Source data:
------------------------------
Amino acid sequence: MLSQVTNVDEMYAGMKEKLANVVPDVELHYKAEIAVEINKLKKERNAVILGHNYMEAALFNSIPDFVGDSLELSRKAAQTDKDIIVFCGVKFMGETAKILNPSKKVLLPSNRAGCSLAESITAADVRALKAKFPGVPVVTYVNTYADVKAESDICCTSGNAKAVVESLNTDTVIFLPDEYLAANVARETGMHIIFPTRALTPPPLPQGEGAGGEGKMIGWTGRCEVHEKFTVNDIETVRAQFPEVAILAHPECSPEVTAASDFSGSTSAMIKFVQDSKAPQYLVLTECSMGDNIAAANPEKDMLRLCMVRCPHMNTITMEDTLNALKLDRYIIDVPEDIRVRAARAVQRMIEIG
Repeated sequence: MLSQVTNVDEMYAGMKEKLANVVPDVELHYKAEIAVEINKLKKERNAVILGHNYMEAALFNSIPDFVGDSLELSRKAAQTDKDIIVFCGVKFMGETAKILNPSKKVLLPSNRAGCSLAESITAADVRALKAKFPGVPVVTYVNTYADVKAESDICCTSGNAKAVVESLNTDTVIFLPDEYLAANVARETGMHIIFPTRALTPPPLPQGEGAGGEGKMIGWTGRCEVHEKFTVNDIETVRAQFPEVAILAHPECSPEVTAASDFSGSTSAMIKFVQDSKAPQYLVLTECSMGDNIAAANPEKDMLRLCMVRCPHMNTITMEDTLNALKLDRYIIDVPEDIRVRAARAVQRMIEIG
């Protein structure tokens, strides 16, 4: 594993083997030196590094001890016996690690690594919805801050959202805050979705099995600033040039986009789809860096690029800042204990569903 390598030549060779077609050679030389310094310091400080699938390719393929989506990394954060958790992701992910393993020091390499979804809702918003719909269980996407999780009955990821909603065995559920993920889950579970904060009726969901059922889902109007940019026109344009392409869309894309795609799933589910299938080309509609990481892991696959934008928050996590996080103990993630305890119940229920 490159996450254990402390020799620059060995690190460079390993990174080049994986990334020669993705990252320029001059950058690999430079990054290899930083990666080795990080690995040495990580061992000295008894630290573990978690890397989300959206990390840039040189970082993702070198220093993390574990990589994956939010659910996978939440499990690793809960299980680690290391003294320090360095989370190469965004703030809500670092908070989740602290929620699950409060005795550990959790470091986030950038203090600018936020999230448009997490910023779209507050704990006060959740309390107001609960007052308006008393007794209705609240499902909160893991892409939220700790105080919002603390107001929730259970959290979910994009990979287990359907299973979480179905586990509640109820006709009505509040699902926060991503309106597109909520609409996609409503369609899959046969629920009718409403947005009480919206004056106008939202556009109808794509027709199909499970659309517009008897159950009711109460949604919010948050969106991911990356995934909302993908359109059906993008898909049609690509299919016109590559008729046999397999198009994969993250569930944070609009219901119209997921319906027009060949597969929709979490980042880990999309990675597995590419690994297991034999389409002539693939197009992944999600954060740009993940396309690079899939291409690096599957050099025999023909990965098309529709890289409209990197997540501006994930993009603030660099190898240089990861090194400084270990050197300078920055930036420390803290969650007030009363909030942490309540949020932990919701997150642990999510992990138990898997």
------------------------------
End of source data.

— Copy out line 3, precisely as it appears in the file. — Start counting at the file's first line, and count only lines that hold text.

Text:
């Protein structure tokens, strides 16, 4: 594993083997030196590094001890016996690690690594919805801050959202805050979705099995600033040039986009789809860096690029800042204990569903 390598030549060779077609050679030389310094310091400080699938390719393929989506990394954060958790992701992910393993020091390499979804809702918003719909269980996407999780009955990821909603065995559920993920889950579970904060009726969901059922889902109007940019026109344009392409869309894309795609799933589910299938080309509609990481892991696959934008928050996590996080103990993630305890119940229920 490159996450254990402390020799620059060995690190460079390993990174080049994986990334020669993705990252320029001059950058690999430079990054290899930083990666080795990080690995040495990580061992000295008894630290573990978690890397989300959206990390840039040189970082993702070198220093993390574990990589994956939010659910996978939440499990690793809960299980680690290391003294320090360095989370190469965004703030809500670092908070989740602290929620699950409060005795550990959790470091986030950038203090600018936020999230448009997490910023779209507050704990006060959740309390107001609960007052308006008393007794209705609240499902909160893991892409939220700790105080919002603390107001929730259970959290979910994009990979287990359907299973979480179905586990509640109820006709009505509040699902926060991503309106597109909520609409996609409503369609899959046969629920009718409403947005009480919206004056106008939202556009109808794509027709199909499970659309517009008897159950009711109460949604919010948050969106991911990356995934909302993908359109059906993008898909049609690509299919016109590559008729046999397999198009994969993250569930944070609009219901119209997921319906027009060949597969929709979490980042880990999309990675597995590419690994297991034999389409002539693939197009992944999600954060740009993940396309690079899939291409690096599957050099025999023909990965098309529709890289409209990197997540501006994930993009603030660099190898240089990861090194400084270990050197300078920055930036420390803290969650007030009363909030942490309540949020932990919701997150642990999510992990138990898997």